The volume in the Pala Alpitour turned up when Sinner clawed his way to 15/40 for a chance to level the second set at 3-3. Sinner created his first break points by taking some big baseline cuts, aided by a brief dip from Djokovic, but the Serbian recovered with three big serves — two of them unreturned on the break points — and a well-constructed point dominated by his forehand to hold for 4-2.

Sinner then fought through eight deuces to stay within touching distance after a 16-minute hold, and he flipped the pressure back to his opponent by opening up 0/30 for the second straight return game. But again Djokovic responded, and he fittingly closed out the crucial hold with his 13th ace of the match.

It would be the Serbian’s final serve of the championship, as a Sinner double fault ended the match in the next game.

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By handing Sinner his first defeat this year in Turin, Djokovic improved to 4-1 in the pair’s Lexus ATP Head2Head. The 22-year-old is was the first Italian to reach the Nitto ATP Finals title match but was denied in his bid to become the youngest year-end champion since Stefanos Tsitsipas (21) in 2019.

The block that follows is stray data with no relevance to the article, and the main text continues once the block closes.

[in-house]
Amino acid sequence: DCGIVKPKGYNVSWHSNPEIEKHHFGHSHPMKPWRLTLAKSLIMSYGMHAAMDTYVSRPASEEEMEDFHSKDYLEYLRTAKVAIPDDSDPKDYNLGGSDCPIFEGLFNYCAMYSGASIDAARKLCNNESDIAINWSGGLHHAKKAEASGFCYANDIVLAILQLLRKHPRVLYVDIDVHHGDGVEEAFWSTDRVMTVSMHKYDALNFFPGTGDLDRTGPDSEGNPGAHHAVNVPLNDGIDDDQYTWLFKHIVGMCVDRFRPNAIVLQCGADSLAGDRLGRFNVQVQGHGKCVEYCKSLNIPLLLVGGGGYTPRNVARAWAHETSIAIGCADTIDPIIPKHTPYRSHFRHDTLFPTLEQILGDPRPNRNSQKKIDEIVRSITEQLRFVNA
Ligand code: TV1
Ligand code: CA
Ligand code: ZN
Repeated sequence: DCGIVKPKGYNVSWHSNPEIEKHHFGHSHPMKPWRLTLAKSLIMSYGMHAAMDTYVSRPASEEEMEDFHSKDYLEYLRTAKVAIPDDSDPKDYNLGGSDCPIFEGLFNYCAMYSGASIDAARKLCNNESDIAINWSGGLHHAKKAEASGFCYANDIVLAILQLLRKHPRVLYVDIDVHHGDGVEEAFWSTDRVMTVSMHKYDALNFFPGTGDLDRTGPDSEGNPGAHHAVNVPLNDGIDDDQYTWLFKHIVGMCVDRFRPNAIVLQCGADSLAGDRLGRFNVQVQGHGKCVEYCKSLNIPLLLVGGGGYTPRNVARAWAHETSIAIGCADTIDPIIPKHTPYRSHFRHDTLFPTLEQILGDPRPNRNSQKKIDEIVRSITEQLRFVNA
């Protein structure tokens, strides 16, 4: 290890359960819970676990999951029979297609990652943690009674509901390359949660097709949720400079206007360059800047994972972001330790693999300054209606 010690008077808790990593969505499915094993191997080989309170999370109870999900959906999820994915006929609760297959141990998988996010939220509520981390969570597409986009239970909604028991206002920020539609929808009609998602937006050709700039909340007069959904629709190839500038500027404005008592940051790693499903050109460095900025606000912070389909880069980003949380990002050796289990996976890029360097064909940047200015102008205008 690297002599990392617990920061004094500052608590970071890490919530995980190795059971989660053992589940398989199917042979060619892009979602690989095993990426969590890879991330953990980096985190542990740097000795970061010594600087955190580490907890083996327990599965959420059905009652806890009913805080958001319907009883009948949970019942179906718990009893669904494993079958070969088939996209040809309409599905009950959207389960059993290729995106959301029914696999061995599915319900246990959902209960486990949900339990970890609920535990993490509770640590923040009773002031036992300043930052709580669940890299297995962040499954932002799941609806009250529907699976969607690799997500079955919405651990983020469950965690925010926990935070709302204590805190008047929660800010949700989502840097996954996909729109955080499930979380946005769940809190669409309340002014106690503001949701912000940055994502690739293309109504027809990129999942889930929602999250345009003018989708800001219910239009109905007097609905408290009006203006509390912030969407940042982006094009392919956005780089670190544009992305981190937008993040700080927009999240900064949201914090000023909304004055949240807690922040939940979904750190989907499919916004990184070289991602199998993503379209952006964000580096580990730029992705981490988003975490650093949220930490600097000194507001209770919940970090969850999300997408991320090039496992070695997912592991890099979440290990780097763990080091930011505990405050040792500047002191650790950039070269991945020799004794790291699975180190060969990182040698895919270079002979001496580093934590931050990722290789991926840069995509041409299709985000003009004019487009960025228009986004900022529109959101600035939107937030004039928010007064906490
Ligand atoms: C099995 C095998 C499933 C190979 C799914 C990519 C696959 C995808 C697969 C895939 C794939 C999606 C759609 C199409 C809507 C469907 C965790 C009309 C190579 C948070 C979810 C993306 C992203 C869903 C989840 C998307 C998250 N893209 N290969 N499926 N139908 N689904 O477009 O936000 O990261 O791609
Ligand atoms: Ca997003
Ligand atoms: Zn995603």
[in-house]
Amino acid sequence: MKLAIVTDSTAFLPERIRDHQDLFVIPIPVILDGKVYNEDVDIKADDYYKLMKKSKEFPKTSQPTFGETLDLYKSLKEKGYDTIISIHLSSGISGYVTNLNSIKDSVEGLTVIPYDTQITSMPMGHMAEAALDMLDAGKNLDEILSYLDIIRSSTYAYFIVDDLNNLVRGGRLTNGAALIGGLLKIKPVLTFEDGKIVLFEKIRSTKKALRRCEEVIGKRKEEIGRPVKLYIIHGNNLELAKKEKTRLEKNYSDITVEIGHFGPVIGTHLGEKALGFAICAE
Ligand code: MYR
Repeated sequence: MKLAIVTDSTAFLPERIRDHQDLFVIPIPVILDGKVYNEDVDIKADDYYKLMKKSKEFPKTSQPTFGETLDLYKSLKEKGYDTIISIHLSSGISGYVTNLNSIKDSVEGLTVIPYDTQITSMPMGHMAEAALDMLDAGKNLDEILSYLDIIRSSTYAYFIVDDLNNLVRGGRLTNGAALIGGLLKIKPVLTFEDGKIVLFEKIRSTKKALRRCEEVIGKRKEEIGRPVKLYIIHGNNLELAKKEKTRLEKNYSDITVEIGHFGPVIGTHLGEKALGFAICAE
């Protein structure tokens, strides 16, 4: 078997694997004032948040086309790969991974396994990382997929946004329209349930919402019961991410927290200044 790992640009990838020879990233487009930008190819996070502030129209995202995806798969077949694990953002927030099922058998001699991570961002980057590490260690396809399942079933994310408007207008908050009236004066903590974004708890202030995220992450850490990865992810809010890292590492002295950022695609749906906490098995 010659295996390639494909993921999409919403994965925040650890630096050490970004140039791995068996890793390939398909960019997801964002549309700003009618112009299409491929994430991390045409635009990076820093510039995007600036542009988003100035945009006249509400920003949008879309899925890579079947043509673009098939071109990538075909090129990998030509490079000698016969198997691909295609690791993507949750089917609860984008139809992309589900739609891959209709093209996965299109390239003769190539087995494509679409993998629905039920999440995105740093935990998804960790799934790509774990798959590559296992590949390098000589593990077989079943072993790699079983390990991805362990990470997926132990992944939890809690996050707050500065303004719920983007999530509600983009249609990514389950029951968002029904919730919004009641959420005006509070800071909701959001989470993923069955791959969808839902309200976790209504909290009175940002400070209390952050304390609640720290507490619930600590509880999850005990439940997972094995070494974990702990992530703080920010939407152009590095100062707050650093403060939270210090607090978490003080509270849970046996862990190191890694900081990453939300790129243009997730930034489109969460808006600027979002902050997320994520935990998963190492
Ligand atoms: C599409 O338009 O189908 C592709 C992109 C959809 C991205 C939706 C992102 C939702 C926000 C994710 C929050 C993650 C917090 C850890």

Djokovic is now 7-2 in the Nitto ATP Finals title round, with trophies in 2008, 2010-11, 2014-15 and 2022-23. His reward for his latest triumph will be a record-extending 400th week atop the Pepperstone ATP Rankings beginning on Monday. Earlier in the tournament, Djokovic extended another precious record by clinching his ATP Year-End No. 1 presented by Pepperstone.

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Djokovic Secures Another Record With Turin 'Big Title'

  • Posted: Nov 19, 2023

Djokovic Secures Another Record With Turin ‘Big Title’

Serbian now owns 71 ‘Big Titles’

Novak Djokovic punctuated another memorable year on Sunday by etching his name in the history books once again.

The 36-year-old defeated Jannik Sinner in Turin on Sunday for his record-breaking seventh Nitto ATP Finals title. The Serbian had shared the tournament record with Roger Federer (6 titles).